WOMEN COMPOSERS 365 DAYS A YEAR

8 FEBRUARY 2019

Friday, 8 February 2019

LOTTA WENNÄKOSKI - FINLAND
BORN 8 FEBRUARY

Lotta Wennäkoski studied first violin, music theory and Hungarian folk music in the Béla Bartók Conservatory in Budapest. She then studied music theory and composition at the Sibelius Academy and got her diploma in 2000. Her main composition teachers have been Eero Hämeenniemi, Kaija Saariaho and Paavo Heininen. 1998-99 Wennäkoski studied in the Netherlands with Louis Andriessen.

Lotta's music falls within the Modernist camp, but she distinguishes herself as a master of lyrical tones. “The music is buoyant and lucid, as if waiting for the listener to jump up and grab hold of its sound world,” writes Karoliina Vesa about Hava (2007) for orchestra. Lotta says she has always been interested in language and literature, including lyrical poetry. On the other hand, she is not afraid to tackle wild and brutal subjects: her monodrama Lelele (2010–2011) is about forced prostitution and sex slavery.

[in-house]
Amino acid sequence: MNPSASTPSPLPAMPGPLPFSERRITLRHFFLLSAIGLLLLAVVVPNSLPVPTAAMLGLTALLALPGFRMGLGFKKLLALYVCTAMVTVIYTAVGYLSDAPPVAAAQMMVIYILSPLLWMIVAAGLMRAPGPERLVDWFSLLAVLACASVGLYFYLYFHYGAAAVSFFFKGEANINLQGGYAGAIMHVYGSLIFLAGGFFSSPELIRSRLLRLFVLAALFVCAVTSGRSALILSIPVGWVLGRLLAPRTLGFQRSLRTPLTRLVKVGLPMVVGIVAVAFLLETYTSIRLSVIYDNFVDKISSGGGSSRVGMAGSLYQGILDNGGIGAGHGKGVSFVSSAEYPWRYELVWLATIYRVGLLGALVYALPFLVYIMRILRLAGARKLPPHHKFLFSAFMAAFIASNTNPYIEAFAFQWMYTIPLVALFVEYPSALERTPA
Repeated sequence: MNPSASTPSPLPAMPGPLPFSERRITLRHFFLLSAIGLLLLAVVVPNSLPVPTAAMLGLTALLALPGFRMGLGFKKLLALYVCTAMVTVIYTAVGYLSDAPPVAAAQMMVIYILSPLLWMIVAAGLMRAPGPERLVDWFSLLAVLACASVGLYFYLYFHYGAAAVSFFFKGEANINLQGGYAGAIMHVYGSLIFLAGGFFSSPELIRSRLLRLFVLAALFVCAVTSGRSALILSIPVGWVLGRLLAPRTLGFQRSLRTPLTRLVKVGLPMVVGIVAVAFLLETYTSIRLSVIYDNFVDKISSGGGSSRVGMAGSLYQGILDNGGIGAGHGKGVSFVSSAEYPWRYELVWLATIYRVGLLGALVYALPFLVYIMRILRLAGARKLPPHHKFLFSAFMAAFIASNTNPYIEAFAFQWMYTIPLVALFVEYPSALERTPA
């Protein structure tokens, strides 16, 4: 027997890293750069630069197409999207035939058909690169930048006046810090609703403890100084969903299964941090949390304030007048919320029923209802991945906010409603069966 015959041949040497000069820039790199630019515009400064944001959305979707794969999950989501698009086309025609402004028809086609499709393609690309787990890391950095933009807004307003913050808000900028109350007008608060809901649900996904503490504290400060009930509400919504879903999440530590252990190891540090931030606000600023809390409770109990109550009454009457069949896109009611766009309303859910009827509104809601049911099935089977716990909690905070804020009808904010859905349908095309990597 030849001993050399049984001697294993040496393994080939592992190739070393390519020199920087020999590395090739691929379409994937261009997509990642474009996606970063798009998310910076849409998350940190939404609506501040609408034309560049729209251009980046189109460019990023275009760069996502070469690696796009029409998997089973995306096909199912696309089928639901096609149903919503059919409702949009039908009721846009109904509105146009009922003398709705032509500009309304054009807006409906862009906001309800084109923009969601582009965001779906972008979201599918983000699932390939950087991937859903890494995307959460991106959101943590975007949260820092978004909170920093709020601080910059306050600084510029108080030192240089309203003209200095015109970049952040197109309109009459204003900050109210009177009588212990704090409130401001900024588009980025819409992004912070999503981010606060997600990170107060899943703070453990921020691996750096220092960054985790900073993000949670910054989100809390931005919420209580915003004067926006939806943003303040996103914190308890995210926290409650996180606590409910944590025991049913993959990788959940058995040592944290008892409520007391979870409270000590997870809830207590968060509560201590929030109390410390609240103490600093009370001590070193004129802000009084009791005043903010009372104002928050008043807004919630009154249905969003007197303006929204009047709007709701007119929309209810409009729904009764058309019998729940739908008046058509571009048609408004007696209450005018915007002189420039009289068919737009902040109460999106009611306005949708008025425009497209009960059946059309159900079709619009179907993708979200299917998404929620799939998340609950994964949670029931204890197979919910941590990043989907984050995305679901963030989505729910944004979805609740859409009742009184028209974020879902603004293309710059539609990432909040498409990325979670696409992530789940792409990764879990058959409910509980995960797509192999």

Among the latest orchestral works of Wennäkoski are Flounce commissioned by the BBC for the Last Night of the Proms (World premiere: 9.9.2017) and Uniin asti for male choir and orchestra commissioned by the Finnish RSO (World premiere: 6.12.2017)

♫ LISTEN

Flouce (World Première) by Lotta Wennäkoski 



MARGARET BROUWER - USA
BORN 8 FEBRUARY

Award-winning composer Margaret Brouwer has earned critical accolades for her music's lyricism, musical imagery and emotional power. Lawson Taitte of The Dallas Morning News praised Brouwer saying, “Ms. Brouwer has one of the most delicate ears and inventive imaginations among contemporary American composers.” 

In May 2014, Naxos released a CD on its American Classics Series featuring the chamber music of Brouwer titled “Shattered.” Jordan Borg from NewMusicBox wrote, "From the relentless, primal energy of 'Shattered Glass' to the naked beauty of 'Whom do you call angel now?'...Brouwer’s music represents just how uniquely diverse the output and voice of a single composer can be." The Classical Reviewer states, “"Margaret Brouwer has an ear for creating some exquisite sounds and textures that listeners will find beguiling. The performances are first rate, as is the recording." ClevelandClassical declares: "(Brouwer) has a talent for taking the simplest melody and through her expansive array of compositional techniques, develop it into a polished musical gem. And even when employing a twelve-tone row, Brouwer never ventures into the realm of compositional gimmickry. Every note she writes has musical purpose."


♫ LISTEN    



Whom do you call angel now? by Margaret Bouwer




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